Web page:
In her room at the Marriot, Maya flipped through the photos in the leather folder. Timothy Fardel’s handsome features stared back at her from all different angles. His messy golden curls gave his square jaw and pronounced cheekbones a softer edge. His lips were too full for his face and his eyes too brown for his light hair, but somehow those contrasts only added to his aesthetic appeal. Some women, those who liked the blond surfer types, would say his features were perfect. The photos didn’t do him justice, though. He had impressed her with his sales skills and how he had handled the horny wife. Ms. Malloy was a woman few men would deny. Maya appreciated that Tim had shown enough respect for Malloy to reject his wife’s explicit advances.

She studied Tim’s many expressions one last time before setting them alight in an ashtray. She watched as each of his appealing faces caught fire and melted away. When the lot was done, she flushed the charred remains down the toilet. She turned on her ePad, connected to the secure satellite communication link, and hit the green button. Her boss, Cain Jones, answered on the first ring.

“All set?” he asked in his smooth, American accent.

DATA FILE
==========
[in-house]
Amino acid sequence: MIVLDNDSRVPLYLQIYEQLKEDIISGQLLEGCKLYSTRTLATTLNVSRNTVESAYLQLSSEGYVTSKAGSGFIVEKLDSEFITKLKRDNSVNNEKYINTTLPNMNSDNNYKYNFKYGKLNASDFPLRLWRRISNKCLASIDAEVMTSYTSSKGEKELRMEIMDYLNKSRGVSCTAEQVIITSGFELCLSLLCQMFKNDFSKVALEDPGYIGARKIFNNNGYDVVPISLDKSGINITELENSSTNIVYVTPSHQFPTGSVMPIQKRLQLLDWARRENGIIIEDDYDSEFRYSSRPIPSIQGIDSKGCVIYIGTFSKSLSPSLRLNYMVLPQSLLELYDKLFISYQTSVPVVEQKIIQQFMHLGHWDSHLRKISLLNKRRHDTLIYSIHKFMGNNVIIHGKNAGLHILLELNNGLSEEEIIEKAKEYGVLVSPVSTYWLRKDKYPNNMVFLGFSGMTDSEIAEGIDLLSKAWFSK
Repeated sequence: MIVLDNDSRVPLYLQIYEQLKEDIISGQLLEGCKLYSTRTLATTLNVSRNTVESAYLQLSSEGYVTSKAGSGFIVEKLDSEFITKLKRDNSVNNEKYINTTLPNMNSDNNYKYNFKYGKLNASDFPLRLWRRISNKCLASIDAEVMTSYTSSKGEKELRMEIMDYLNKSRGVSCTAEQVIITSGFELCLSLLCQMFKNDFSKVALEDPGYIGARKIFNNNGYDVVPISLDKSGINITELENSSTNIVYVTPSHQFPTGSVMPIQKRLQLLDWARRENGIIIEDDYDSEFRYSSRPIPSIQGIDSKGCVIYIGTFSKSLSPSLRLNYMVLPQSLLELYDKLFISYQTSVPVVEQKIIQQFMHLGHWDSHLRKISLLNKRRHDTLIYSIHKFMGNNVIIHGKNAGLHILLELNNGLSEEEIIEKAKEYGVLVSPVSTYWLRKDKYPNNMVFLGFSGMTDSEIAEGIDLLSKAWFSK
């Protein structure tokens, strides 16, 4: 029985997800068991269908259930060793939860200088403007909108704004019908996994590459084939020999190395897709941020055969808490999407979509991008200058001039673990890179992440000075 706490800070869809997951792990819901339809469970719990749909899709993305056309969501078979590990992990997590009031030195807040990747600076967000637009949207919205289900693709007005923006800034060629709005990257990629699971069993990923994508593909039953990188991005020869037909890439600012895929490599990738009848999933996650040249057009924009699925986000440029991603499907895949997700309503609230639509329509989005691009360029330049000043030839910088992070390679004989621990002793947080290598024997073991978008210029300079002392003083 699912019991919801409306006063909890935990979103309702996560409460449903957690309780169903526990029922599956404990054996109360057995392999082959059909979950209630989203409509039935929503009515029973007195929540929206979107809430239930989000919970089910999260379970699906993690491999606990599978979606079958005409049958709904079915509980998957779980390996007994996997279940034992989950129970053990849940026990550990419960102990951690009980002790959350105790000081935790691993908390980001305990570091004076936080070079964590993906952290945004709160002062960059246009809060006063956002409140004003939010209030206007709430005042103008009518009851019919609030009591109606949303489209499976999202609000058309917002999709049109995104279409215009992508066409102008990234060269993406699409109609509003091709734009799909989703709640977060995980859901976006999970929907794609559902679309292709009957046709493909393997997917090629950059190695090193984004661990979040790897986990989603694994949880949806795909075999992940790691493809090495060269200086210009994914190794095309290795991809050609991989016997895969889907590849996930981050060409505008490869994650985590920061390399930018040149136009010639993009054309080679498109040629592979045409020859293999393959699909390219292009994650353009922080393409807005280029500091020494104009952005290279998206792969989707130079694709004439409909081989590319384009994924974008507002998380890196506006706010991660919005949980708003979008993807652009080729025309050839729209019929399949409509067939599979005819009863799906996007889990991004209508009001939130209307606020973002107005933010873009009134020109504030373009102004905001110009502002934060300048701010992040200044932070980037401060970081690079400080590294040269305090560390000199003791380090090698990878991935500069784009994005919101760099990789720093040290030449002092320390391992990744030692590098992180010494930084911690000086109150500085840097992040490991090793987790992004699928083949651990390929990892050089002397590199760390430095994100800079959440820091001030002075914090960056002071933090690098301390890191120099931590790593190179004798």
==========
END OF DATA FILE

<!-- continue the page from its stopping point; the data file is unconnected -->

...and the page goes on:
“Target identified.” She smiled. “And engaged.”

“Good. When are you leaving for Puerto Viejo?”

“Tomorrow. No point in wasting time hanging around San José.”

“Another shipment left yesterday. That, I’m afraid, is all I know. My source dried up.”

Maya tapped her nails on the desktop. Dried up meant Cain’s spy had been killed. “How?”

“Torture. Bled to death. Twenty-five cuts on his torso. His body was found in a motel room, set up to look like a drug deal gone wrong.”


“Maybe. Maybe not. In any event, whatever you do, don’t blow your cover. I’m not comfortable with you alone out there, no backup nearby.”

Maya went to the bar fridge and took out a bottle of water. “Cain, we’ve been over this. I’ll be fine.” With Clelia eight months pregnant and Lann a new daddy, her colleagues were unavailable for this mission.

“I know. As long as you stick to the plan.”

“Yeah, yeah.” She unscrewed the cap and took a sip. “Get the info. Wait for instructions.”

“Find out what you can, but don’t risk your life. If things get hot, pull out.” He paused. “And it may get hot. Just as I suspected, this is connected to Godfrey.”

Cain’s elusive archenemy, Godfrey, was such a mystery, they didn’t even know his last name. “You got the proof?”